"We spent a lot of time and money on penetration testing," said Mike Nash, vice president of the SBU, during an interview at the RSA Conference here this week. "We decided to look for new ways to attack products and anticipate the next generation of attacks. One of the ways people do this is by going after points of integration. Integration is a source of complexity, complexity is a source of vulnerability, so our goal is simplicity." This approach to penetration tests has convinced Nash and others inside the SBU that for the Trustworthy Computing effort to be a success, it must include several separate components and not just rely on one element.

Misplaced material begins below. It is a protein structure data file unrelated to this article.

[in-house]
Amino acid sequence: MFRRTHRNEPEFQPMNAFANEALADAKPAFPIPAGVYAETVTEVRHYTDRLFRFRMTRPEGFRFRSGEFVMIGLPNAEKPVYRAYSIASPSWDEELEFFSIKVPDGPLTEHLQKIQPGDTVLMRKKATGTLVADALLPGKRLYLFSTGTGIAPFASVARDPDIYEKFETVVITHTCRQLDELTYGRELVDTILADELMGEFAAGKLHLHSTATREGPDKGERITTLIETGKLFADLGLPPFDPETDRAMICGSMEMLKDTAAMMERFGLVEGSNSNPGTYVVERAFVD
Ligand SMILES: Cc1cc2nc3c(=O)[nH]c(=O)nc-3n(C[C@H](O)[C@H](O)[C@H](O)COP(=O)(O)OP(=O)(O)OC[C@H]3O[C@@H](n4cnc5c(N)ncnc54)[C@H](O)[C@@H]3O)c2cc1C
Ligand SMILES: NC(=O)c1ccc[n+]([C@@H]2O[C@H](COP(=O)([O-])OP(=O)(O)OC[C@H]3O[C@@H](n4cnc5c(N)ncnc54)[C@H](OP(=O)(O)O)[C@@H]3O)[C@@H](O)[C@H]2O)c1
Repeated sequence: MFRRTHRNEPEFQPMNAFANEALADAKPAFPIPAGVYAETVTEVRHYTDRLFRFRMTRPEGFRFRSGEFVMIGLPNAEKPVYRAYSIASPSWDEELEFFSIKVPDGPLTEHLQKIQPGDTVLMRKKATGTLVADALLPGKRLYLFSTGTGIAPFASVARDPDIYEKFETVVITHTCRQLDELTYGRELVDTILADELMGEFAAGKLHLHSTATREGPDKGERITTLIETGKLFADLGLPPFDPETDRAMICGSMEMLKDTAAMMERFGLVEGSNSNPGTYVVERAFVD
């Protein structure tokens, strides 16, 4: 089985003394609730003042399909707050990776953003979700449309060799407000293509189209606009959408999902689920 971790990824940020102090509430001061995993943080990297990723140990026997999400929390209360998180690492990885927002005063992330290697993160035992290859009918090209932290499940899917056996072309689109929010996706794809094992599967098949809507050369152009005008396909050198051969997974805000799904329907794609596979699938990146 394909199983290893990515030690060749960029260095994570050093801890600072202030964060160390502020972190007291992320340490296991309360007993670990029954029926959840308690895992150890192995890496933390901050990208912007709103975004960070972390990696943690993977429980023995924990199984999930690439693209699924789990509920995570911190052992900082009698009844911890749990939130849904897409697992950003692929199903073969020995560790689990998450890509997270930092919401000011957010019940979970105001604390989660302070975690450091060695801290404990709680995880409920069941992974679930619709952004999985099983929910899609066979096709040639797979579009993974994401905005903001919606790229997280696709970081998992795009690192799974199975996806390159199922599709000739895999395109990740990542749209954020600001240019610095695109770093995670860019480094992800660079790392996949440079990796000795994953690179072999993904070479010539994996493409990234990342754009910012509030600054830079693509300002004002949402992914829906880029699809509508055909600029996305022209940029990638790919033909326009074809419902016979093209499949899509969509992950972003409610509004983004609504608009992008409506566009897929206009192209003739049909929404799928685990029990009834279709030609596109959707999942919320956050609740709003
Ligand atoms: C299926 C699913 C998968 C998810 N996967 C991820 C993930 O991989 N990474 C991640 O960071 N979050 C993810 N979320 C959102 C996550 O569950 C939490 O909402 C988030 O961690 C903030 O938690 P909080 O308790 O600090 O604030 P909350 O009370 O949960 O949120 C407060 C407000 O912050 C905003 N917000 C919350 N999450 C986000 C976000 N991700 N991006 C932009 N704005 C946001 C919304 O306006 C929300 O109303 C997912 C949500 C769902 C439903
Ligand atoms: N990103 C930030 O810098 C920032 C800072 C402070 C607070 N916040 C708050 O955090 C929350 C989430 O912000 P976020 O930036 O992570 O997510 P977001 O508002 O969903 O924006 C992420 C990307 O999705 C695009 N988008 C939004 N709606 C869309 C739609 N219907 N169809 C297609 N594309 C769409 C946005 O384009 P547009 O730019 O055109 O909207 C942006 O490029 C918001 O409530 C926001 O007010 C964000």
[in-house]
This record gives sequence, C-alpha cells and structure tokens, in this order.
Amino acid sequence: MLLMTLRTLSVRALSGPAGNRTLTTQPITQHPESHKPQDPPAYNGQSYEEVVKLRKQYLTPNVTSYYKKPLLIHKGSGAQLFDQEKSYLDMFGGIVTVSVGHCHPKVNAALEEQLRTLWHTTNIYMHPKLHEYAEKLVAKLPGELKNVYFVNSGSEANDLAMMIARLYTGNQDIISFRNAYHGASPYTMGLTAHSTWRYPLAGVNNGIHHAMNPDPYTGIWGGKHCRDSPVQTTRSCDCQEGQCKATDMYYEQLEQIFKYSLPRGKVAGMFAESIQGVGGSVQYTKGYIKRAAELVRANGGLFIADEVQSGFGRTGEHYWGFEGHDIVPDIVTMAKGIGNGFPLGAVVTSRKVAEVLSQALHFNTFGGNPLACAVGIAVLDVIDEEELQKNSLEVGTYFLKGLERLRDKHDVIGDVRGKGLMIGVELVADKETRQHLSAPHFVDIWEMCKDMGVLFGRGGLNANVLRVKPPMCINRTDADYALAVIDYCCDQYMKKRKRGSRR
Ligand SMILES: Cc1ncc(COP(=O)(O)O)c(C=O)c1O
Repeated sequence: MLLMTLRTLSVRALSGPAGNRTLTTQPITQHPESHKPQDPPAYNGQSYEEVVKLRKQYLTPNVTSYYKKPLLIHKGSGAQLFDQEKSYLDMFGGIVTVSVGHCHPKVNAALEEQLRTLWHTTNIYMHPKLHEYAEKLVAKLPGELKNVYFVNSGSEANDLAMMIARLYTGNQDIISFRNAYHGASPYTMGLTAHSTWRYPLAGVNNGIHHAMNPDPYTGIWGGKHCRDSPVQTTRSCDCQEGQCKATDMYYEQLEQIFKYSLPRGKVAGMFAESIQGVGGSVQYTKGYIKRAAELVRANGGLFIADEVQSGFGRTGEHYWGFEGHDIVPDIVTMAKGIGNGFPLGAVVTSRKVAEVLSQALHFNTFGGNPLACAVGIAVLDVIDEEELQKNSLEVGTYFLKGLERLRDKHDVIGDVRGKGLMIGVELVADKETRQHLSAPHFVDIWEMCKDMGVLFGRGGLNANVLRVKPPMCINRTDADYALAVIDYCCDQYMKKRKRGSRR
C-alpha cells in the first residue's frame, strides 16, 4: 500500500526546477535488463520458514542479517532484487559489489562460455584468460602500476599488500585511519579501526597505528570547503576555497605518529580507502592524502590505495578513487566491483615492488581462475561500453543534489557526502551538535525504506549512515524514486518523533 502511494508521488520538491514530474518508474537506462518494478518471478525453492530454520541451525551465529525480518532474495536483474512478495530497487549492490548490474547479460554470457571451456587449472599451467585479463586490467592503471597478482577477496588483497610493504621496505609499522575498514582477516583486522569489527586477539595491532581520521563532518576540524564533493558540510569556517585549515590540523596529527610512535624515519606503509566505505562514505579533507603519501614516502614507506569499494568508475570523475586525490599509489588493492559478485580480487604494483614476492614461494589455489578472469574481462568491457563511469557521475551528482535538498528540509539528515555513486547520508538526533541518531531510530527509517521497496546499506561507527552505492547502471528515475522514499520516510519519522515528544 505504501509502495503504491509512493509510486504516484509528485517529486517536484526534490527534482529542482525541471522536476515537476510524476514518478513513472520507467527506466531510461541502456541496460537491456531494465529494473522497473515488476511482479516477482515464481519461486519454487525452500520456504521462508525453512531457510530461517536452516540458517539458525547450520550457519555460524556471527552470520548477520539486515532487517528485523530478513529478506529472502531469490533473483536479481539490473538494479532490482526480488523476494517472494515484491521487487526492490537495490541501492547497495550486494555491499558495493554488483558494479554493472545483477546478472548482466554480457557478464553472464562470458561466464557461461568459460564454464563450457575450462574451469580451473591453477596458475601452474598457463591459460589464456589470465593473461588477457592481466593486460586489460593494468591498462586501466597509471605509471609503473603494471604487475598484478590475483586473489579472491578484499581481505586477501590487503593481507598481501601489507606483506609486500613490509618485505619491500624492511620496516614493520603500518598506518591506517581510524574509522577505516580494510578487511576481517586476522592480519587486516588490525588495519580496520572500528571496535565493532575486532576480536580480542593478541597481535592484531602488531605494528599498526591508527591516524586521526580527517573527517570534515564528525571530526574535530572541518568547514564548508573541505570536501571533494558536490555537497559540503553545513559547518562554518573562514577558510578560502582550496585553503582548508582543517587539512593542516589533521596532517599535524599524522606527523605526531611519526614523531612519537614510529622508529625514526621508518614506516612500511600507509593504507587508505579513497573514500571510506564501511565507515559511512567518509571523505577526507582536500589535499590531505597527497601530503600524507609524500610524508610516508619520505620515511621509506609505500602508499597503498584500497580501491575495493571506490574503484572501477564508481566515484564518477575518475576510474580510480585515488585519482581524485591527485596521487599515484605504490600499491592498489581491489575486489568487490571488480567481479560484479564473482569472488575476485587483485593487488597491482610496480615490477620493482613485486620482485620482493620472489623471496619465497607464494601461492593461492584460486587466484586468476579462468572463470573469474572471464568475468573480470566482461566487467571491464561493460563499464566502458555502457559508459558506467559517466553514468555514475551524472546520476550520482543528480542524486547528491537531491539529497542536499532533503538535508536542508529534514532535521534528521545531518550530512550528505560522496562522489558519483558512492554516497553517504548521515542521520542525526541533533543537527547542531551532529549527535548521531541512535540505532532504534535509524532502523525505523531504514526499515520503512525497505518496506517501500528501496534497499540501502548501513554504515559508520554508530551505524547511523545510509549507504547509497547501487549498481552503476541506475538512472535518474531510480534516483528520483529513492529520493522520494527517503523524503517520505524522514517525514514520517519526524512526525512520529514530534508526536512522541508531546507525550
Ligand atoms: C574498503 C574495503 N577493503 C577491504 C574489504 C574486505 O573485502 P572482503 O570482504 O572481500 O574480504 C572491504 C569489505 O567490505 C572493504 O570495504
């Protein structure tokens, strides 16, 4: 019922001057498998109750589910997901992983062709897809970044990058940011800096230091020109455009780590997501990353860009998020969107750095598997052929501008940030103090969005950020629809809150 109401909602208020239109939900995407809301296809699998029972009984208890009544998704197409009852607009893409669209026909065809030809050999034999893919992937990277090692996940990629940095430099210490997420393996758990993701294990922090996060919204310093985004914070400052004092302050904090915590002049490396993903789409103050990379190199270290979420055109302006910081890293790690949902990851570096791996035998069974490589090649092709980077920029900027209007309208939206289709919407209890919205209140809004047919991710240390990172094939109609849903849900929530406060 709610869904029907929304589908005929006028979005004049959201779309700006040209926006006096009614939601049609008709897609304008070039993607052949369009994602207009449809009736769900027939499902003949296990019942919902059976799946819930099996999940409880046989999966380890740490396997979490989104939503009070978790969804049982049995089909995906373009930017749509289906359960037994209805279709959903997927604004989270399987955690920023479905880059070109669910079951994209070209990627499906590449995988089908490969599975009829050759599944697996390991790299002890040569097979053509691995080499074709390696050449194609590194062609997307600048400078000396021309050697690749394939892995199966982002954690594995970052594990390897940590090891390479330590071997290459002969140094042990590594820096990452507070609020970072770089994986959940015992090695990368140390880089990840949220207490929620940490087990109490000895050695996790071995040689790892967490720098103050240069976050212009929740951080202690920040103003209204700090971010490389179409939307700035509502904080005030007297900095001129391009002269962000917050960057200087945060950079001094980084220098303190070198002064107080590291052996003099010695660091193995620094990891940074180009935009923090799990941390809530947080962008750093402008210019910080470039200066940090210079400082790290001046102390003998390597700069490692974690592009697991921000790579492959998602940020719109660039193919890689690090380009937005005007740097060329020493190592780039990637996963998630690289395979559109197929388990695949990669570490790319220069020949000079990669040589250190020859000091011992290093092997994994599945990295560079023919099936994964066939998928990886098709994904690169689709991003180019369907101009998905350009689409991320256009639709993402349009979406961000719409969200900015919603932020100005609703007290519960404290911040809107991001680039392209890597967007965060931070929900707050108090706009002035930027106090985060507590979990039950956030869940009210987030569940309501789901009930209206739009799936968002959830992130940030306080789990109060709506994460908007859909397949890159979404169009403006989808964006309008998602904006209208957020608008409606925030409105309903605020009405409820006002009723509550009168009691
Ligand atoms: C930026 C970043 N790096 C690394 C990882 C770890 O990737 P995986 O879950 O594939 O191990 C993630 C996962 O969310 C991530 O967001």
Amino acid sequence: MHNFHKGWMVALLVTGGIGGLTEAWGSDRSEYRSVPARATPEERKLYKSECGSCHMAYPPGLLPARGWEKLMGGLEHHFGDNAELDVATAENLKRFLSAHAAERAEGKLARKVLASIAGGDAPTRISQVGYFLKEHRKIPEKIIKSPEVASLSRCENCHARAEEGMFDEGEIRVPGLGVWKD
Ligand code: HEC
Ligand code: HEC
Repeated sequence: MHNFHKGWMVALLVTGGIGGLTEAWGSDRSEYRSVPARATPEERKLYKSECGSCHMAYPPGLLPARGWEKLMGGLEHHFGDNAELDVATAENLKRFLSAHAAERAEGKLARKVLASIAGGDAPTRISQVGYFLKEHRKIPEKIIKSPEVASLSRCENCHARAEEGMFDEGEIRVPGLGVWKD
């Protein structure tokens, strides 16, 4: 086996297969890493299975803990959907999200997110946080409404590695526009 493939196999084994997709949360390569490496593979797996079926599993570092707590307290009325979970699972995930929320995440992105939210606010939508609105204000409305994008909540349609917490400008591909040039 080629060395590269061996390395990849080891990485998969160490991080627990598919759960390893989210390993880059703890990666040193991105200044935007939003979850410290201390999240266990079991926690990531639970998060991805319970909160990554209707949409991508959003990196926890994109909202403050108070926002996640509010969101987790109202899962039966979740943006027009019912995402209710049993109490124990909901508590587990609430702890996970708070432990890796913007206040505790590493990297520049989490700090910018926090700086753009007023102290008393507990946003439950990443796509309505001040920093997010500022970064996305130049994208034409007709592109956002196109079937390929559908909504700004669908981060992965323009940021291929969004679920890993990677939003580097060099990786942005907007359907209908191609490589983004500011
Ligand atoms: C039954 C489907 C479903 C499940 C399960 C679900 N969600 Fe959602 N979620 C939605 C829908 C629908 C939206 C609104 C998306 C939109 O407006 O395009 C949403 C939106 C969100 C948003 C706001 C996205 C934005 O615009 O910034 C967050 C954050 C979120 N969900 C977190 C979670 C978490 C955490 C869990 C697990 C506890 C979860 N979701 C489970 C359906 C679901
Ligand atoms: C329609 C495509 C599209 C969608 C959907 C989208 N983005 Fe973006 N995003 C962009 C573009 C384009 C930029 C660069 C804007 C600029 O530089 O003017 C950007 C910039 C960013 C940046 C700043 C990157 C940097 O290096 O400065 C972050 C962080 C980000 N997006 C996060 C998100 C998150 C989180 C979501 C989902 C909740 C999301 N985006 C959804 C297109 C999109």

"Its not just education or training or pen testing or writing secure code. Its the combination of all of these things that drives quality and security," Nash said.
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